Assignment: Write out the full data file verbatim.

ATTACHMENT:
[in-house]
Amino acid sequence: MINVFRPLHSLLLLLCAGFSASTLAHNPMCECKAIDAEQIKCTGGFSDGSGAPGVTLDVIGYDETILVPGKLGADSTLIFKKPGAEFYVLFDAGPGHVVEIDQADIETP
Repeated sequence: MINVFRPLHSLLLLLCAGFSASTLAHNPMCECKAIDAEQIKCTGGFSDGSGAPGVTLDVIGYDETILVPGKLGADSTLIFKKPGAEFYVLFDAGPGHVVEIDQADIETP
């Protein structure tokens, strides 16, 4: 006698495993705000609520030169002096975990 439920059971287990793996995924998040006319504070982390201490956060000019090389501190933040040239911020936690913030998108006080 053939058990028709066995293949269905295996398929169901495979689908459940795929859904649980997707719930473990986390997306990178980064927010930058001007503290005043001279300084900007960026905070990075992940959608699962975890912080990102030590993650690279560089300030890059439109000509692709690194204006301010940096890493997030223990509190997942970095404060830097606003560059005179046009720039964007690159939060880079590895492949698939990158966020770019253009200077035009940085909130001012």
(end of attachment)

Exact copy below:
[in-house]
Amino acid sequence: MINVFRPLHSLLLLLCAGFSASTLAHNPMCECKAIDAEQIKCTGGFSDGSGAPGVTLDVIGYDETILVPGKLGADSTLIFKKPGAEFYVLFDAGPGHVVEIDQADIETP
Repeated sequence: MINVFRPLHSLLLLLCAGFSASTLAHNPMCECKAIDAEQIKCTGGFSDGSGAPGVTLDVIGYDETILVPGKLGADSTLIFKKPGAEFYVLFDAGPGHVVEIDQADIETP
């Protein structure tokens, strides 16, 4: 006698495993705000609520030169002096975990 439920059971287990793996995924998040006319504070982390201490956060000019090389501190933040040239911020936690913030998108006080 053939058990028709066995293949269905295996398929169901495979689908459940795929859904649980997707719930473990986390997306990178980064927010930058001007503290005043001279300084900007960026905070990075992940959608699962975890912080990102030590993650690279560089300030890059439109000509692709690194204006301010940096890493997030223990509190997942970095404060830097606003560059005179046009720039964007690159939060880079590895492949698939990158966020770019253009200077035009940085909130001012």